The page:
- Editor’s note: While this is from September 26, 2022, this story has gathered much attention about the sorry state of our surveillance state.
US courts must stop shielding government surveillance programs from accountability
The NSA’s surveillance of Americans’ internet use raises serious constitutional concerns, but the government claims a lawsuit against the program would compromise ‘state secrets’
From The Guardian:
Imagine the government has searched your home without a warrant or probable cause, rifling through your files, your bedroom dresser, your diary. You sue, arguing that the public record shows it violated your fourth amendment rights. The government claims that it has a defense, but that its defense is secret. The court dismisses the case.
That’s precisely what the federal government has increasingly said it can do in cases related to national security – under the so-called “state secret privilege”. It can violate constitutional rights, and then defeat any effort at accountability by claiming that its defense is secret – without even showing its evidence to a court behind closed doors.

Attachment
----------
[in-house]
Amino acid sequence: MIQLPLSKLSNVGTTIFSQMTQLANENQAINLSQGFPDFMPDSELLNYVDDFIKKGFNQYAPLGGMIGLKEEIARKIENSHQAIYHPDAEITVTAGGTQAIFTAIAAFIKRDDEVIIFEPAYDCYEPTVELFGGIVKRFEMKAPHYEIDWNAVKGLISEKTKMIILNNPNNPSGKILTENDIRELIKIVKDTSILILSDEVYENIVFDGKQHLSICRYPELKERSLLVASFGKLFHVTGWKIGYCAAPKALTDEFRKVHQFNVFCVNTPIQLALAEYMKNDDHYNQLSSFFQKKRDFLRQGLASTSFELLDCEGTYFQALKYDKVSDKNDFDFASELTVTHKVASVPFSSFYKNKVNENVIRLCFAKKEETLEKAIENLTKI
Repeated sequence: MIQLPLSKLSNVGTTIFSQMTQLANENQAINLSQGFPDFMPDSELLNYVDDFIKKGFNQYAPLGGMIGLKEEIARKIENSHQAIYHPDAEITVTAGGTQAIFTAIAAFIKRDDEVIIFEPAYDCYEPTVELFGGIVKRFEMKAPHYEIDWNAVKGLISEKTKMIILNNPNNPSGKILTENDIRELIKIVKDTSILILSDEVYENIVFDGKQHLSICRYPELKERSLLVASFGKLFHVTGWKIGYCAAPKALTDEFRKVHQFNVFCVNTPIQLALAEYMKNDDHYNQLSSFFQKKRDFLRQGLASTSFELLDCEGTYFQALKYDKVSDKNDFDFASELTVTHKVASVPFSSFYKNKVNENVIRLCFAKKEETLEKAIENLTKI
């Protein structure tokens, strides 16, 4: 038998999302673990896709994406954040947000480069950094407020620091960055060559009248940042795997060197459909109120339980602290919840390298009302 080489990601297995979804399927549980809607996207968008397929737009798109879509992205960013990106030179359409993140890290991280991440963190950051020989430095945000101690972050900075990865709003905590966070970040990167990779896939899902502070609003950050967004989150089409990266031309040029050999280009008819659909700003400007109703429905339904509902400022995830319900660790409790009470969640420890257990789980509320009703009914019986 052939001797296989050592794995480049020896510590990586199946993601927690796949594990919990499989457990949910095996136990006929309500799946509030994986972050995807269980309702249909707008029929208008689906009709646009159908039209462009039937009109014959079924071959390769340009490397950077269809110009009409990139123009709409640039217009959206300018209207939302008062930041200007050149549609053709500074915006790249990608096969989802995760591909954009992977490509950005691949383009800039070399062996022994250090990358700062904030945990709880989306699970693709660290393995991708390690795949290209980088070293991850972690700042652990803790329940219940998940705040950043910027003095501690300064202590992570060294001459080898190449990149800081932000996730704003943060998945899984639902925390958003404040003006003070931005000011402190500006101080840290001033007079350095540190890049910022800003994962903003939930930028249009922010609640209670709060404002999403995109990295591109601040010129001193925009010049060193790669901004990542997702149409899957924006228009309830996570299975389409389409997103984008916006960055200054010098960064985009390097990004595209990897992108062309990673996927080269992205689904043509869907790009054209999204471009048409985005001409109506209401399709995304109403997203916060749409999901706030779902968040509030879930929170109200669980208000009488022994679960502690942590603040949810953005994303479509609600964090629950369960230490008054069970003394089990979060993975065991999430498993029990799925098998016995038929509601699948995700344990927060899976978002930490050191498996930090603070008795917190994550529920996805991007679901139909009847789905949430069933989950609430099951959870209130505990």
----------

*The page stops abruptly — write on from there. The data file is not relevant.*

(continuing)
The latest installment in this troubling trend involves the National Security Agency’s monitoring of Americans’ international internet communications.
Under a post-9/11 surveillance program known as “Upstream”, the NSA is systematically searching Americans’ internet communications as they enter and leave the United States. The agency sifts through these streams of data looking for “identifiers” associated with its many thousands of foreign targets – identifiers like email addresses and phone numbers. The NSA does all of this without warrants, without any individual judicial approval, and without showing that any of the people it is surveilling – including countless Americans – have done anything wrong.
This surveillance raises serious constitutional concerns, but no court has ever considered a legal challenge to it because the government has claimed that allowing a suit against Upstream surveillance to go forward would implicate “state secrets”.
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